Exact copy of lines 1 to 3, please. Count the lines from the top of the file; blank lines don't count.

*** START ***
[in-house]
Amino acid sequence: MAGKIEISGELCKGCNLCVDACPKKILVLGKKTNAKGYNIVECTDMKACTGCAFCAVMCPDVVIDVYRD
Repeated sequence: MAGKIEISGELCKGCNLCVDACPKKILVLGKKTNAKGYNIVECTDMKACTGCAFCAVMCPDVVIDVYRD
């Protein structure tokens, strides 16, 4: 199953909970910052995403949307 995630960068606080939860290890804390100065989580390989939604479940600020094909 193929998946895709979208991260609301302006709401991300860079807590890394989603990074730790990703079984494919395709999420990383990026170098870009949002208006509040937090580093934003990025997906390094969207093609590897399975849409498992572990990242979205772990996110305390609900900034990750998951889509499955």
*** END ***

[in-house]
Amino acid sequence: MAGKIEISGELCKGCNLCVDACPKKILVLGKKTNAKGYNIVECTDMKACTGCAFCAVMCPDVVIDVYRD
Repeated sequence: MAGKIEISGELCKGCNLCVDACPKKILVLGKKTNAKGYNIVECTDMKACTGCAFCAVMCPDVVIDVYRD